We talked about the book she was reading her son for school – Charlotte’s Web, one of our family favorites. We talked about how she wanted to enroll him in a sports program. We talked about how he had just signed up for Big Brothers/Big Sisters, and she hoped it would give him some experiences she just couldn’t. We talked about how she hoped to find an apartment for them, but wouldn’t accept one unless it was in a safe neighborhood. This is a homeless family. A homeless mother, wanting the best for her son, trying to give it to him as best she can – just like the rest of us. A boy my son’s age, who loves school and, according to his mom, is a sweet, good kid. If you saw him in your child’s class you would have no idea that he is homeless.
I realized then that I didn’t have faces to go with our projects. In 37 years, I had never been inside a shelter or sat down to talk with someone who is homeless. Now I find myself wondering: What next? What more can we do? How do we keep this going when Snuggle flies off his little shelf and back to the North Pole? Because I want to keep it going. And I keep thinking about that mom and her son.
I believe that when we put our intentions to the universe, it eventually answers back. And sometimes life leads us to to a place that is so different from what we expected when we started out, but is right where we need to be.
A couple of months I was asked, “What is it you want from blogging?” It took some reflection but I am certain about the answer: Experiences. Connection. And to do good. Beyond writing about parenthood, which I love, I want to somehow make this a place that inspires and makes a difference. I have no idea yet what that will look like. I am waiting, trusting that things will unfold as they should and I’ll eventually look back and say “Yes! That is just how it was supposed to happen!”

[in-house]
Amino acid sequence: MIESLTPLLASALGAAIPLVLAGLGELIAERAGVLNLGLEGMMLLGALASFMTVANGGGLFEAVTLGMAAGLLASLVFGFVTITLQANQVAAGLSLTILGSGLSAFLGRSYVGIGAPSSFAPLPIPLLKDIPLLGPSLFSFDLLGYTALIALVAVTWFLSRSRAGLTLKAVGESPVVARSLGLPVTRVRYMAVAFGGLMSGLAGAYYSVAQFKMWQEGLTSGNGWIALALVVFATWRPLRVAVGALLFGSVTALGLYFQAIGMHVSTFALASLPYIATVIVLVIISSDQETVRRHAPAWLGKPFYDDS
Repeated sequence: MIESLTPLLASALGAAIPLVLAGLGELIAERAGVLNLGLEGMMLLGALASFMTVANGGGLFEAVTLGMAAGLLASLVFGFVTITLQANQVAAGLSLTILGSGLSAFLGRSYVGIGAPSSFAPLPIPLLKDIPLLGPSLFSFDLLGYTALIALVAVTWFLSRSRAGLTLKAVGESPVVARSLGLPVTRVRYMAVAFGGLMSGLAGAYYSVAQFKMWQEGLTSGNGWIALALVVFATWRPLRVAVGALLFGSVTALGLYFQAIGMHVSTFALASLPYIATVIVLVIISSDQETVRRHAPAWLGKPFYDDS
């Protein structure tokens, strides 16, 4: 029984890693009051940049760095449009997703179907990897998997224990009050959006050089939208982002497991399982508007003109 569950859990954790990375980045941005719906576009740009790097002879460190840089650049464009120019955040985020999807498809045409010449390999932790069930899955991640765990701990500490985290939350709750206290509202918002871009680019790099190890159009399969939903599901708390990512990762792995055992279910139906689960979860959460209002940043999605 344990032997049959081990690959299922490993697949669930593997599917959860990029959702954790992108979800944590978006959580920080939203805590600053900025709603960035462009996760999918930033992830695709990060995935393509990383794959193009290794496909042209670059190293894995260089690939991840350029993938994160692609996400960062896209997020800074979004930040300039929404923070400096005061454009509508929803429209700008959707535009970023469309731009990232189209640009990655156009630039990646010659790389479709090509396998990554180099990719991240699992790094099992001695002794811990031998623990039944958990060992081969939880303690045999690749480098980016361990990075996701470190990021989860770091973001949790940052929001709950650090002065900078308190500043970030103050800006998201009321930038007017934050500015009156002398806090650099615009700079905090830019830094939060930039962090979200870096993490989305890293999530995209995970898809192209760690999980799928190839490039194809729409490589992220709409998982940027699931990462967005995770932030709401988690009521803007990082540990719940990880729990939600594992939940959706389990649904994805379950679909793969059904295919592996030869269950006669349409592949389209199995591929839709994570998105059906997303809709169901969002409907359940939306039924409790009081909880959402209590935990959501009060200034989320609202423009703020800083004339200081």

And isn’t it funny how, just a few weeks after I finally put this into words (“My goal with blogging is to do good”), a gift card from Gymboree was in my hands (my very first sponsored post) and then I was dropping off an awesome collection of items at our shelter? I felt as though the universe had said: You want to do good? Okay – here. This might not be what you pictured, but do something with this.
And this Christmas magic tree, which I started in the hope of focusing my boys on giving, has given me some truly eye-opening experiences. It has also started to fill an unmet need in me. Because the longer I have been away from working as a therapist (over 3 years now), the more I have missed doing something that helps people in a really direct way. I have missed feeling like I am making a difference. I don’t think returning to the therapy office is the answer for me and I’m not sure a different job is even the answer. I’m not sure what is. So I’m watching and waiting, and keeping faith that the job I’m in now, working in policy and program development and program impact monitoring, is giving me skills and experience I am going to need. I will look back and see that it was all part of the plan, necessary to get me from here to there…wherever there is.
I trust that somehow things will unfold in the way they are meant to, even if I can’t yet envision what that will be. I have faith that the path I’m on is taking me where I need to be. There are possibilities over the horizon that I haven’t seen yet. I just need to keep my eyes and heart open.